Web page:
Autocatalytic sets extended: Dynamics, inhibition, and a generalization
Wim Hordijk and Mike Steel
Journal of Systems Chemistry 3:5, 2012.
Background: Autocatalytic sets are often considered a necessary (but not sufficient) condition for the origin and early evolution of life. Although the idea of autocatalytic sets was already conceived of many years ago, only recently have they gained more interest, following advances in creating them experimentally in the laboratory. In our own work, we have studied autocatalytic sets extensively from a computational and theoretical point of view.
Results: We present results from an initial study of the dynamics of self-sustaining autocatalytic sets (RAFs). In particular, simulations of molecular flow on autocatalytic sets are performed, to illustrate the kinds of dynamics that can occur. Next, we present an extension of our (previously introduced) algorithm for finding autocatalytic sets in general reaction networks, which can also handle inhibition. We show that in this case detecting autocatalytic sets is fixed parameter tractable. Finally, we formulate a generalized version of the algorithm that can also be applied outside the context of chemistry and origin of life, which we illustrate with a toy example from economics.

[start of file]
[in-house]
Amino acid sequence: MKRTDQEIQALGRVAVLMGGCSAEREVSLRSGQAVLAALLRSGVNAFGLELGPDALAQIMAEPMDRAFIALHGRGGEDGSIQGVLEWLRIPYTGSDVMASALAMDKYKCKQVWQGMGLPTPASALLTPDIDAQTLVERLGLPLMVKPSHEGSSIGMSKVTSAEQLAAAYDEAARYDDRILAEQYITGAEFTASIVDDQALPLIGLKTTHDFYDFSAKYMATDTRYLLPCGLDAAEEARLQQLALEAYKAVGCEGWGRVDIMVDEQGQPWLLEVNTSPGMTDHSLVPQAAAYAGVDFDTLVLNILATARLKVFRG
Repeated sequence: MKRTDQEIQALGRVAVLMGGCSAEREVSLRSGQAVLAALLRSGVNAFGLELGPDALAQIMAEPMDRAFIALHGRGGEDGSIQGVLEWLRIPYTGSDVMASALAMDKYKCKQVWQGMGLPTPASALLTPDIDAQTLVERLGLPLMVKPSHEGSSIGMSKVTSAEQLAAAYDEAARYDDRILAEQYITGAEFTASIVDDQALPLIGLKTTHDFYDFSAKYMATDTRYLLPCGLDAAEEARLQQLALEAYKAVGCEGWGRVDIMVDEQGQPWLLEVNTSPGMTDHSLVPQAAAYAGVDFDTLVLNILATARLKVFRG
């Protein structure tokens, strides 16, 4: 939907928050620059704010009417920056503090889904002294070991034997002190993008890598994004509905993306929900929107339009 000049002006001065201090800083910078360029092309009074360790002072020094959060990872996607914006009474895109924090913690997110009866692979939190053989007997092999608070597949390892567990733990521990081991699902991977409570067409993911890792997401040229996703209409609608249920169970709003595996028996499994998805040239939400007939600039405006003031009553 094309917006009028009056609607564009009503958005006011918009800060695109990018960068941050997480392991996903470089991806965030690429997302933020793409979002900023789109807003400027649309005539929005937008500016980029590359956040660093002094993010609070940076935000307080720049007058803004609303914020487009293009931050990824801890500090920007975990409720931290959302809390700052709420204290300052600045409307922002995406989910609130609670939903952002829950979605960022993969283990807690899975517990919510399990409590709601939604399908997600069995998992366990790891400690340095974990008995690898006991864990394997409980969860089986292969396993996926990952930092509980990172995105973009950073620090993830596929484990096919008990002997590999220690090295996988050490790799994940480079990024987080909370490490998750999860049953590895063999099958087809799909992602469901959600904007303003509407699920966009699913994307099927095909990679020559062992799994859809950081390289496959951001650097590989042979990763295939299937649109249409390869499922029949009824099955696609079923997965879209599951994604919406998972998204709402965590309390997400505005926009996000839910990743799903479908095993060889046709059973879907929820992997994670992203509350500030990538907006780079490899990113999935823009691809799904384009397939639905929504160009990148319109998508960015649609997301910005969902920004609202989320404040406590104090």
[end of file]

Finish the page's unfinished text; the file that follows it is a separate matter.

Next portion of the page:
Conclusions: Having shown theoretically (in previous work) that autocatalytic sets are highly likely to exist, we conclude here that also in terms of dynamics such sets are viable and outcompete non-autocatalytic sets. Furthermore, our dynamical results confirm arguments made earlier about how autocatalytic subsets can enable their own growth or give rise to other such subsets coming into existence. Finally, our algorithmic extension and generalization show that more realistic scenarios (e.g., including inhibition) can also be dealt with within our framework, and that it can even be applied to areas outside of chemistry, such as economics.